Tuesday 11 October 2016 by Guest Contributor Opinion

What is the sweet spot for super savings?

This article was first published in The Australian on 4 October 2016
By Tony Negline

What is the optimum savings you should aim for to maximise income in retirement? The new super laws and age pension tests discourage saving, especially for those earning average weekly wages. In this article I’ll show why using some examples

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We will assume you’re in a relationship, you’re both aged at least 65 and own your home without debt.  Our main area of focus will be your super assets, which is your major investment.  In all our case studies we will assume you want a super pension from a non public sector super fund which will pay you 5% income.  All income paid to you is tax free.

For the sake of simplicity, we will assume this super pension started after December 2014, meaning the account balance is deemed under Centrelink’s income test.

Apart from your home and your super, you own $50,000 worth of personal use assets including your car.  You have no other assets.

The case studies below consider the assets test thresholds which will apply from 1 January 2017.

Case study 1 – you have $1.6 million in super assets 

In this particular case you will receive no age pension and therefore your income is $80,000 per annum.

Case study 2 – $200,000 in super assets

Your super pension will pay you $10,000 and you will be eligible for the full age pension of $34,382, including the pension and energy supplements.  Total income is therefore $44,382.

Case study 3 – $500,000 in super assets

You will receive total income of $45,732 – a part age pension of $20,732 and $25,000 from their super pension.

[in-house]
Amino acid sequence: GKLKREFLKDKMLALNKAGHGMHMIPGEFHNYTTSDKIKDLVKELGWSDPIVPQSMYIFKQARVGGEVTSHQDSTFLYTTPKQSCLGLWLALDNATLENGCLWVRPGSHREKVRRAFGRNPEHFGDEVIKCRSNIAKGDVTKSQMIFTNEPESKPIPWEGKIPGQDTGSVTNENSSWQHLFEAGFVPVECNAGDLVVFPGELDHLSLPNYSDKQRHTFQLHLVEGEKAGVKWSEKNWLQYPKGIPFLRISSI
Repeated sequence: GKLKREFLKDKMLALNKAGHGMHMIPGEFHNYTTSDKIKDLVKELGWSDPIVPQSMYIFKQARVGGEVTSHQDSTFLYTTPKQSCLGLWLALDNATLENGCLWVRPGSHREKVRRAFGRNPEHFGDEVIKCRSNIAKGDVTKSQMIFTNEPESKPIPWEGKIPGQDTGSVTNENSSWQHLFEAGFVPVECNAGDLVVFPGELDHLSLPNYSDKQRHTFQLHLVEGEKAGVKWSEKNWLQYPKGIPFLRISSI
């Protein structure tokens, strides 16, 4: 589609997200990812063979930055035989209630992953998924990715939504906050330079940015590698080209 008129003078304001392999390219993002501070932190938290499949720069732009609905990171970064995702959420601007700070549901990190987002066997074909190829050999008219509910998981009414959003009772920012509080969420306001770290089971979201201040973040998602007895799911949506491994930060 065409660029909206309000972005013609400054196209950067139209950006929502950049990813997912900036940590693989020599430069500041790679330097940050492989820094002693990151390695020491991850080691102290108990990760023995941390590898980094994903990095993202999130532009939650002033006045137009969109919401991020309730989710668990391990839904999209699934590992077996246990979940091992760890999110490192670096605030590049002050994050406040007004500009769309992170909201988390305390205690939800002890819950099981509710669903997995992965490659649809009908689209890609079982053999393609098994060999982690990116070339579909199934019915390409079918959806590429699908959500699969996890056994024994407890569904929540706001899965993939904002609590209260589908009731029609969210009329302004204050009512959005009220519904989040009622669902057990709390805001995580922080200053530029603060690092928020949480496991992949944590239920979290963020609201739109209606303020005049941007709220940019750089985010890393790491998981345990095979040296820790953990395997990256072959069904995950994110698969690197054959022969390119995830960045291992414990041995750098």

Case study 4 – what about $700,000 of super assets?

You will receive a super pension of $35,000 and a part age pension of $5,132 which means income is $40,132.

Case study 5 – $1 million in super assets

You would receive no age pension and need to live off your super pension of $50,000.

What does this mean?  You can have fewer assets but more income each year.

The sweet spot seems to be about $339,143 in super assets.  At this level, your total income will be $50,236.

Let’s compare the income a couple with $500,000 in super assets of $45,732, with the $80,000 income a couple will receive if they have $1.6 million in super.  Those with the higher balance have more than three times the assets but only receive 75% more income.

The government says it is changing the super system to make it fairer and more equitable.  These are the reasons for the $1.6 million pension cap, the $250,000 income threshold for higher contributions tax, the lower contribution caps and the refund of contributions tax for lower income earners.  Based on all our cases above, do these arguments really hold?

For those earning anywhere between 80% and about 180% of average wages – that is, between $65,000 and $150,000 – it takes a lot of effort and sacrifice over many years to save a meaningful amount of money towards retirement.

After looking at our case studies, why would they bother saving anything more than compulsory super and living in the best home they can afford that is very well maintained?

Anyone earning $50,000 each year – which increases at 2% annually and their super grows by 5% after all taxes, fees and charges and receives compulsory super – will have $400,000 in super assets after 31 years of work.  At that point if they were to retire, they would receive 100% of their pre retirement income.  Clearly there is a distinct disincentive for people in this situation to work for longer or to try and earn a higher salary.

The government wouldn’t be keen but maybe we need to go back to the drawing board.  New Zealand has a universal age pension, called NZ Super, which is set at about 65% of average wages and is subject to income tax.  It is paid from age 65 regardless of the income you earn or the assets you own – so there is no disincentive to stop work.  In addition, such a system would remove the cost of running our age pension income and asset test bureaucracy and eliminate the expenses retirees incur each year to maximise their age pension entitlements.

Tony Negline is author of The Essential SMSF Guide 2016/17 published by Thomson Reuters.  

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